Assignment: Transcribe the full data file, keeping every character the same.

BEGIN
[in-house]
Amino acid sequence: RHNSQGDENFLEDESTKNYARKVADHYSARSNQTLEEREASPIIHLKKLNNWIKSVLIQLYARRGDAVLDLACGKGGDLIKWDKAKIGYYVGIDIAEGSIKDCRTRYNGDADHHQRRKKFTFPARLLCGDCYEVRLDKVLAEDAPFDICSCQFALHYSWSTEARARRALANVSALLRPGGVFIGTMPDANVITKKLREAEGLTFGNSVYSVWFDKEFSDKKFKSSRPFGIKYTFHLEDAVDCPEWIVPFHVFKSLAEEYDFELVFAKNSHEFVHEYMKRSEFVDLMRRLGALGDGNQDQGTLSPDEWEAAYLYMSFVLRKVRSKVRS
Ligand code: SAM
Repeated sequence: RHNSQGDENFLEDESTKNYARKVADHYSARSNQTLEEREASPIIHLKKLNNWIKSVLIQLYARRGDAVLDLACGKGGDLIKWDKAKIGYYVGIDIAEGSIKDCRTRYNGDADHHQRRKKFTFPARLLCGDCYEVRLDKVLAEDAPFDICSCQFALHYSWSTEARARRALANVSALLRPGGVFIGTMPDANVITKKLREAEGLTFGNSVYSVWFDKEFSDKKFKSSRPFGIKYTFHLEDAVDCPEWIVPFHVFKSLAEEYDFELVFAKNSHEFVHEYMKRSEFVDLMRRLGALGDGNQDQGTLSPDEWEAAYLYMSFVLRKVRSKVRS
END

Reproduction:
[in-house]
Amino acid sequence: RHNSQGDENFLEDESTKNYARKVADHYSARSNQTLEEREASPIIHLKKLNNWIKSVLIQLYARRGDAVLDLACGKGGDLIKWDKAKIGYYVGIDIAEGSIKDCRTRYNGDADHHQRRKKFTFPARLLCGDCYEVRLDKVLAEDAPFDICSCQFALHYSWSTEARARRALANVSALLRPGGVFIGTMPDANVITKKLREAEGLTFGNSVYSVWFDKEFSDKKFKSSRPFGIKYTFHLEDAVDCPEWIVPFHVFKSLAEEYDFELVFAKNSHEFVHEYMKRSEFVDLMRRLGALGDGNQDQGTLSPDEWEAAYLYMSFVLRKVRSKVRS
Ligand code: SAM
Repeated sequence: RHNSQGDENFLEDESTKNYARKVADHYSARSNQTLEEREASPIIHLKKLNNWIKSVLIQLYARRGDAVLDLACGKGGDLIKWDKAKIGYYVGIDIAEGSIKDCRTRYNGDADHHQRRKKFTFPARLLCGDCYEVRLDKVLAEDAPFDICSCQFALHYSWSTEARARRALANVSALLRPGGVFIGTMPDANVITKKLREAEGLTFGNSVYSVWFDKEFSDKKFKSSRPFGIKYTFHLEDAVDCPEWIVPFHVFKSLAEEYDFELVFAKNSHEFVHEYMKRSEFVDLMRRLGALGDGNQDQGTLSPDEWEAAYLYMSFVLRKVRSKVRS